Rolt apologized on Twitter, saying: ‘Sorry for doing this to all the fans.Was a joke that got out of hand. My career is tarnished.’

Lightsaber kendo video brings Star Wars’ Japanese influences full-circle

We’ve heard a lot about Star Wars director George Lucas’ admiration for Akira Kurosawa movies and the samurai inspiration that spawned Darth Vader’s costume and helmet for the series.
Here we can see how the Japanese martial art of kendo, influenced the many lightsaber duels throughout the series.

Star Wars used for revival of wayang kulit, Malaysia’s old shadow puppet art form

Al Jazeera America:

The 7th installment of Star Wars is released on Friday in the United States. In 38 years, the science fiction film has grown into a global multi-billion- dollar franchise. In some places it has even influenced aspects of pop culture.

Now in Malaysia, a group of people are using it to revive interest in an old art form.

NIGO shares his Star Wars collection “RETURN OF THE NIGO”

HYPEBEAST:

Following last year’s “NIGO Only Lives Twice,” famed designers and creative polymath NIGO teams up with Sotheby’s again to launch the first-ever auction of ‘Star Warscollectibles. Comprised of over 600 original action figures, vintage film posters, and autographed ornaments, the collection is NIGO’s declaration of love for the iconic film series.

Presented in a total of 175 categories, rare pieces such as a Luke Skywalker figurine holding a “double telescoping lightsaber” is auctioned off alongside ‘A New Hope’ Stormtrooper Helmet and a Jabba the Hutt cookie jar. In this clip above, the streetwear guru shares his favorite Star Wars episode, explaining how the film’s endearing characters have helped propel his own creative work to new depth.

He also lets us in on old techniques he uses to follow to ensure his collection is up to date; by photocopying images of toys he didn’t have and creating a little flip book catalog which he’ll bring to toy fairs in America.

Is this new Star Wars promotional poster from China kinda racist? It certainly seems so

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RocketNews 24:

The promotional poster for the new entry in the Star Wars franchise appears to omit or downplay non-white actors.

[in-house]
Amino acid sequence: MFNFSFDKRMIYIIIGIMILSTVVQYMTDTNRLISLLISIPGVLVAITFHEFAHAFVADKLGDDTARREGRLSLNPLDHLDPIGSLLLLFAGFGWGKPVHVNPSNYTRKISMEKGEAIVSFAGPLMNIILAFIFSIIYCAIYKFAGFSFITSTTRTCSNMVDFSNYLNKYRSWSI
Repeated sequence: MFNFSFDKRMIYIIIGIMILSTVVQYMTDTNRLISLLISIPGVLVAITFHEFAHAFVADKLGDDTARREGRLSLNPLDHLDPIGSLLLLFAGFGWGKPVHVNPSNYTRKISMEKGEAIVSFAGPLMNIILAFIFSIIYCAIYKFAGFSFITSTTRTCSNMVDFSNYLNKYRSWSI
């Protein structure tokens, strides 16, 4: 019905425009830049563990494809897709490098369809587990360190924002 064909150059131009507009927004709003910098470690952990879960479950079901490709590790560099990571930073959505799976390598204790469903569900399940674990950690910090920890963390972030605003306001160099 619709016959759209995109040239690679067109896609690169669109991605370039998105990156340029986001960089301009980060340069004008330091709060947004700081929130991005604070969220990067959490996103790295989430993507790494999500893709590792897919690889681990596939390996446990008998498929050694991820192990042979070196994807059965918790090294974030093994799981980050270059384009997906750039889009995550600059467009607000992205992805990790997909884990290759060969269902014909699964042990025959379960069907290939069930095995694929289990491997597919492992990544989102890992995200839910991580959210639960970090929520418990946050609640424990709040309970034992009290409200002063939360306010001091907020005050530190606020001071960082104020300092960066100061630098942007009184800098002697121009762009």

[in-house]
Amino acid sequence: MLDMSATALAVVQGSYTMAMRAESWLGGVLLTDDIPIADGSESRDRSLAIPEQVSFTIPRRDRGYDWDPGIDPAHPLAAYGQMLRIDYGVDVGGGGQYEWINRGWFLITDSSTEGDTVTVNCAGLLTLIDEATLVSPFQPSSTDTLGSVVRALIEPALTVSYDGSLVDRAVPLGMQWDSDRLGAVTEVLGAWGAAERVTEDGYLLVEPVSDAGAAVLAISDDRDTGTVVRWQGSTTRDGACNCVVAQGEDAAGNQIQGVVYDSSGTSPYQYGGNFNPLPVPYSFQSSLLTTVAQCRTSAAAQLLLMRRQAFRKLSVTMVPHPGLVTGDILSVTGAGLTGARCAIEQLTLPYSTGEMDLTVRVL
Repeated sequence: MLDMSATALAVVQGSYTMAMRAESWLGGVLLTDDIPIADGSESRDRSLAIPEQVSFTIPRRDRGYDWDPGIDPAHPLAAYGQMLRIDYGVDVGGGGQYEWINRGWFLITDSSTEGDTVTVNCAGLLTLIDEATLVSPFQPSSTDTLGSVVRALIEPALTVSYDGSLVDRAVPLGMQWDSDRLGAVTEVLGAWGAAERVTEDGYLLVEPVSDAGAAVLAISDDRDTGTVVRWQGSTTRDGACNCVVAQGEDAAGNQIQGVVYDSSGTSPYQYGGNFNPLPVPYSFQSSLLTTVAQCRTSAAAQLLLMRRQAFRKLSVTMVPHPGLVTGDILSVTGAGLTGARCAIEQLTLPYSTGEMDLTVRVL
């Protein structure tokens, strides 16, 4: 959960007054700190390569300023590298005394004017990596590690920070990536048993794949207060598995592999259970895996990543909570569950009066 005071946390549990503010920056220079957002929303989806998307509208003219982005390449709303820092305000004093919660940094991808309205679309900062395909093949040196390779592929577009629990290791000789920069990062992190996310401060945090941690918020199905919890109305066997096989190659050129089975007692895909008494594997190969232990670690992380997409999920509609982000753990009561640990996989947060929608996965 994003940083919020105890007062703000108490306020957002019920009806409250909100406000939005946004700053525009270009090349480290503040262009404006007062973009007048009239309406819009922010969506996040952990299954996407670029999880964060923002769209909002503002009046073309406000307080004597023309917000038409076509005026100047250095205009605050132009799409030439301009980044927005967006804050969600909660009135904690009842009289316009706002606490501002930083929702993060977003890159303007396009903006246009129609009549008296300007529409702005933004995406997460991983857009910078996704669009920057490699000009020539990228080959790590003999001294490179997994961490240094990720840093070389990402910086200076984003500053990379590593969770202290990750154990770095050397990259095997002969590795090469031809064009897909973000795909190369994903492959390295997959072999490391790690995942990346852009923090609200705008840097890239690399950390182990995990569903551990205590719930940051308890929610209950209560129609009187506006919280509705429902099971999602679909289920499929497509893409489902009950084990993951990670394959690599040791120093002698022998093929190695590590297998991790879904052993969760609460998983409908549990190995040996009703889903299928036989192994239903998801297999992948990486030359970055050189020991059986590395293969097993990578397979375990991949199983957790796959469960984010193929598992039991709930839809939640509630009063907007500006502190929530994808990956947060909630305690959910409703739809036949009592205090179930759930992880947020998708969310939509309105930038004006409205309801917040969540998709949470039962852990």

Star Wars: The Force Awakens will apparently be the first entry in the venerated franchise to see wide release in China. Chinese audiences’ growing clout in Hollywood almost certainly has something to do with that, with the Chinese movie market recorded as the fastest growing in the world in 2014 and expected by some to overtake the U.S. movie-going public in terms of butts in chairs by 2020.

But it appears that, in Disney’s zealous pursuit of Chinese box office money, the company has allowed a potentially serious PR gaffe in the form of Chinese promotional posters for the new Star Wars film that are similar in nearly every way to the promo posters of other regions except for the glaring omission of several non-white characters.

Hong Kong-based columnist Ray Kwong compares the English-language and Chinese promo posters

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Actor John Boyega’s character Finn – a major protagonist in the film who is also black – is shrunk wayyyyy down in size and pushed down near the bottom of the poster. At a glance, the character appears to have been erased entirely in favor of a more sprawling shot of dogfighting spacecraft. Missing entirely are Oscar Isaac, a Guatemalan-American actor portraying resistance fighter Poe Dameron, and Lupita Nyong’o, a black actress who plays a character named Maz Kanata.

At least one Chinese news outlet says Chinese analysts are brushing off the changes, denying that they’re discriminatory and arguing that the edits aimed for maximum appeal to the Chinese audience and just happened to coincidentally eliminate or downplay all non-white characters. This logic, though, doesn’t make a whole lot of sense, considering that, this being the first Star Wars film to see wide release in China, Chinese audiences would presumably have no affinity with the returning characters from the earlier films – who seem to be emphasized and enlarged here.

Inexplicably, Chewbacca the Wookiee – who we presume needs no introduction on this site – has also been eliminated from the Chinese poster, along with some other subtle changes such as turning villain Kylo Ren more towards the viewer.

Discrimination is rampant in many parts of East Asia, including Japan, and there are many accounts of people of African descent experiencing harsher discrimination than white and Asian foreigners in these countries. In light of this, it seems that – even if the changes to the poster were made purely in the name of economic gains rather than outright prejudice – the idea of the Chinese marketing arm for Disney making these unfortunate changes by sheer, innocent coincidence would be astronomically far-fetched.

Regardless of the exact process that enabled these changes to see the light of day, it seems inevitable that Disney, notorious for carefully curating its reputation worldwide, will pull the posters in favor of something less polarizing.